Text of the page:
ADMINISTRATION 




POOLS -Part 4 



Pool Construction Factors 

(Continued from March issue) 



George D. Butler 



Pool Markings. Markings are essential for safety and to 
facilitate pool activities. Depth markings are commonly 
placed on the top of the pool coping or on the deck, where 
they may be seen by persons approaching the pool, and on 
the pool wall above the overflow gutters, where swimmers 
may see them. If set in colored tile or other material they 
are relatively permanent; otherwise they must be repainted 
periodically. Three-, five-, and ten-foot depths should al- 
ways be indicated, but markings showing one-foot intervals 
are often desirable. Letters should be large enough to be 
read easily and in contrasting color to the pool coping or 
side wall. The words "shallow" and "deep" should also ap- 
pear at the respective ends of the pool. The outlet should 
be plainly marked by a dark circle unless the grating is of 
a conspicuous coloring. 

Every pool in which races are likely to be held should 
have swimming lanes marked on the bottom, preferably in 
a contrasting color, either set in tile or of the same material 
as the pool lining. The lines, ten inches wide, indicate the 
center of the lanes, which should be seven feet in width. 
They should start four feet from one end of the pool and 
terminate four feet from the other end, with a one-foot cross- 
mark seven feet from each end of the pool. 

Anchor Eyelets. Safety lines to separate the shallow and 
deep areas are needed at almost every pool, and racing lane 
markers at pools used for competitive swimming. Anchor 
eyelets for these lines should be installed when the pool is 
built, set flush with its wall so as not to obstruct the swim-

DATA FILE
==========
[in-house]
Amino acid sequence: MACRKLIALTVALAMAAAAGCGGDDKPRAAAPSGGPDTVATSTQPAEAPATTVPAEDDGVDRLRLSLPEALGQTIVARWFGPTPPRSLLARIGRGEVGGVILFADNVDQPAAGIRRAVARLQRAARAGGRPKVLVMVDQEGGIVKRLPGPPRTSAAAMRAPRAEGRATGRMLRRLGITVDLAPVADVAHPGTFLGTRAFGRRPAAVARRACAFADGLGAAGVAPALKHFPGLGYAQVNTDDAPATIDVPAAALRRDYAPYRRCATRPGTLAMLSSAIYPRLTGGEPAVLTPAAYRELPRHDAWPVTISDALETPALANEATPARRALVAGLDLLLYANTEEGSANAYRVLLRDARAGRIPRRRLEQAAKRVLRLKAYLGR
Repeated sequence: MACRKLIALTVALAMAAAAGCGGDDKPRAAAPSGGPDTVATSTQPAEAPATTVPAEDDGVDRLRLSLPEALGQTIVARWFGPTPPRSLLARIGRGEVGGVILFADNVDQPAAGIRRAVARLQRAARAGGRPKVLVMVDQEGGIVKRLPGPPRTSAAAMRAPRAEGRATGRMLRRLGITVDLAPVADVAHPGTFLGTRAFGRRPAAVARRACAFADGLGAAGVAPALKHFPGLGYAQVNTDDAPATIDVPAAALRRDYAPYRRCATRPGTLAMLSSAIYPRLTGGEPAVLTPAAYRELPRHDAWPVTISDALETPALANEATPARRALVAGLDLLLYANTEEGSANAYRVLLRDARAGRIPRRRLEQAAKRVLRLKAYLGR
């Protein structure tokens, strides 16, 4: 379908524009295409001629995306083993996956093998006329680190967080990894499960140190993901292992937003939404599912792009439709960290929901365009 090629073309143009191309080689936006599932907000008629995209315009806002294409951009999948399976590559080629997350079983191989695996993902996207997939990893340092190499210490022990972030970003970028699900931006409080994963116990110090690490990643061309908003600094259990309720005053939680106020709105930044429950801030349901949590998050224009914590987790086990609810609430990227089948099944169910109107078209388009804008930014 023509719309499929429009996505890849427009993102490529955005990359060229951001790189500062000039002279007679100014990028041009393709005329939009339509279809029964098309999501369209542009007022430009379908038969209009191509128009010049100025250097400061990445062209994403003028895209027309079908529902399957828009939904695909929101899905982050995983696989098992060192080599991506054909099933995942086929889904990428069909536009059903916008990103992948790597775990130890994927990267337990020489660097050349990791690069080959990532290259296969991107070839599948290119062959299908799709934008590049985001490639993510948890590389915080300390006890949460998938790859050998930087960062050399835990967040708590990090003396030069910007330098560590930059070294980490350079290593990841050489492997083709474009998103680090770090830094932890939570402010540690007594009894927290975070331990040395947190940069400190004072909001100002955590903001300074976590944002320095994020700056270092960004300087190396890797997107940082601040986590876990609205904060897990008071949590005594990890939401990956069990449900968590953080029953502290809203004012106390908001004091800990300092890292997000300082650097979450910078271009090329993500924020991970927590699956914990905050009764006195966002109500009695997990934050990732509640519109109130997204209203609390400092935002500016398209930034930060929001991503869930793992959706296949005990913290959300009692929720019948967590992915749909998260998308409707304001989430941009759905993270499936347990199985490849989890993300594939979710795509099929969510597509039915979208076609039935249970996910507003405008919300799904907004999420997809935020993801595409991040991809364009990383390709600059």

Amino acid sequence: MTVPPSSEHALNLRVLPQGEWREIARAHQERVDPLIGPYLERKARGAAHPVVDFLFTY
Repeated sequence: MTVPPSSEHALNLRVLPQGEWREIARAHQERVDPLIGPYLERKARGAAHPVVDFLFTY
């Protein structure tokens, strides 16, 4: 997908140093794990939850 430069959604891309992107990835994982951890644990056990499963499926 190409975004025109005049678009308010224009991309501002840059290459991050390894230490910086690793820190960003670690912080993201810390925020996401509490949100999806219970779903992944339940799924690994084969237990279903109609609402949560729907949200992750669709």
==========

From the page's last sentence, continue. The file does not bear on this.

ming area, and have a noncorrosive metal finish. 

Fencing. All outdoor public pools should be completely en- 
closed so that only bathers have access to the pool. Galvan- 
ized woven-wire fencing is commonly used. One of its ad- 
vantages is that it does not seriously obstruct the view of 
people passing by or of spectators at pool events. In case 
prevailing cool winds would interfere with bathers' com- 
fort and thus affect attendance, a fence of solid material is 
desirable, at least around part of the pool area. Materials 
used, in addition to masonry or board fencing, include rein- 
forced glass, canvas, or vines on woven wire, a dense hedge, 

MR. BUTLER is director of the NRA Research Department 
and is currently chairman of the Swimming Pool Study 
Committee of the Conference for National Cooperation in 
Aquatics. 

APRIL 1955 




Popularity of Astoria Park Pool, New York City, is clearly 
indicated. Note separate diving, swimming, and wading units 
and the ample space provided for spectators and sunbathers. 



or rustic wooden fence. As previously mentioned, fencing 
should be used to separate the pool area from a section set 
aside for spectators or a turf or sand sunning area for bath- 
ers. Adequate gates must be provided in the pool fence so 
as to permit the entry of trucks and large equipment. 

Water Recirculation and Purification 

As water is the most important element in the operation 
and use of a swimming pool, provision and maintenance 
in the pool of an adequate supply of pure water is therefore 
most important. The requirements of the state department 
of health are among the many factors which determine the 
specific equipment to be installed at any particular pool in 
order that the water may be kept in a satisfactory condition 
at all times. Because of the many technical problems in- 
volved in the selection and installation of this equipment, 
employment of an experienced pool designer is recom- 
mended highly. Opinions differ with respect to water re- 
circulation and purification methods, but a few widely ac- 
cepted principles are mentioned below. Much printed mate- 
rial containing detailed information on technical aspects of 
this subject is available and merits careful study. (Some are